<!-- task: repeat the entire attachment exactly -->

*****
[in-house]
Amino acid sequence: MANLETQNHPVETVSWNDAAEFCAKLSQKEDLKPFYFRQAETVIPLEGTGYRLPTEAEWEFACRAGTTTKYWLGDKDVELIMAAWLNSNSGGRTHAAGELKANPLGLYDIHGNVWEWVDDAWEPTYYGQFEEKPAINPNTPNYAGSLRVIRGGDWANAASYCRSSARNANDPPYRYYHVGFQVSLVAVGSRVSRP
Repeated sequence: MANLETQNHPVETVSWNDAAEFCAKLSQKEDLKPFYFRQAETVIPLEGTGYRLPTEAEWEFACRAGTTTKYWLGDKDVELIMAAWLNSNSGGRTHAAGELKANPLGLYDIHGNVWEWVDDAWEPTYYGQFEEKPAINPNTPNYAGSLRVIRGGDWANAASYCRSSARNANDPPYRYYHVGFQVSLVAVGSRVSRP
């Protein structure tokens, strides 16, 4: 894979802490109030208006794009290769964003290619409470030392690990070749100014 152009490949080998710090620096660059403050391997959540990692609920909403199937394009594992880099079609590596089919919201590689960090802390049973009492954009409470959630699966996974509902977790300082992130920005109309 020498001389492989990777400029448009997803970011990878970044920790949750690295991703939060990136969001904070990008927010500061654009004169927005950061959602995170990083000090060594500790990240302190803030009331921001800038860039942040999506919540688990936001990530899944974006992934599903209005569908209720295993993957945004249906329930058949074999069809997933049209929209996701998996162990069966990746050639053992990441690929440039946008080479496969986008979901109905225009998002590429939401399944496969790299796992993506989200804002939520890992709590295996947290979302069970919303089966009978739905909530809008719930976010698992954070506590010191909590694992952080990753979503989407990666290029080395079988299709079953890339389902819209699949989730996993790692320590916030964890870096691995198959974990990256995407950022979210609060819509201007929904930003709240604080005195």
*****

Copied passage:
[in-house]
Amino acid sequence: MANLETQNHPVETVSWNDAAEFCAKLSQKEDLKPFYFRQAETVIPLEGTGYRLPTEAEWEFACRAGTTTKYWLGDKDVELIMAAWLNSNSGGRTHAAGELKANPLGLYDIHGNVWEWVDDAWEPTYYGQFEEKPAINPNTPNYAGSLRVIRGGDWANAASYCRSSARNANDPPYRYYHVGFQVSLVAVGSRVSRP
Repeated sequence: MANLETQNHPVETVSWNDAAEFCAKLSQKEDLKPFYFRQAETVIPLEGTGYRLPTEAEWEFACRAGTTTKYWLGDKDVELIMAAWLNSNSGGRTHAAGELKANPLGLYDIHGNVWEWVDDAWEPTYYGQFEEKPAINPNTPNYAGSLRVIRGGDWANAASYCRSSARNANDPPYRYYHVGFQVSLVAVGSRVSRP
């Protein structure tokens, strides 16, 4: 894979802490109030208006794009290769964003290619409470030392690990070749100014 152009490949080998710090620096660059403050391997959540990692609920909403199937394009594992880099079609590596089919919201590689960090802390049973009492954009409470959630699966996974509902977790300082992130920005109309 020498001389492989990777400029448009997803970011990878970044920790949750690295991703939060990136969001904070990008927010500061654009004169927005950061959602995170990083000090060594500790990240302190803030009331921001800038860039942040999506919540688990936001990530899944974006992934599903209005569908209720295993993957945004249906329930058949074999069809997933049209929209996701998996162990069966990746050639053992990441690929440039946008080479496969986008979901109905225009998002590429939401399944496969790299796992993506989200804002939520890992709590295996947290979302069970919303089966009978739905909530809008719930976010698992954070506590010191909590694992952080990753979503989407990666290029080395079988299709079953890339389902819209699949989730996993790692320590916030964890870096691995198959974990990256995407950022979210609060819509201007929904930003709240604080005195």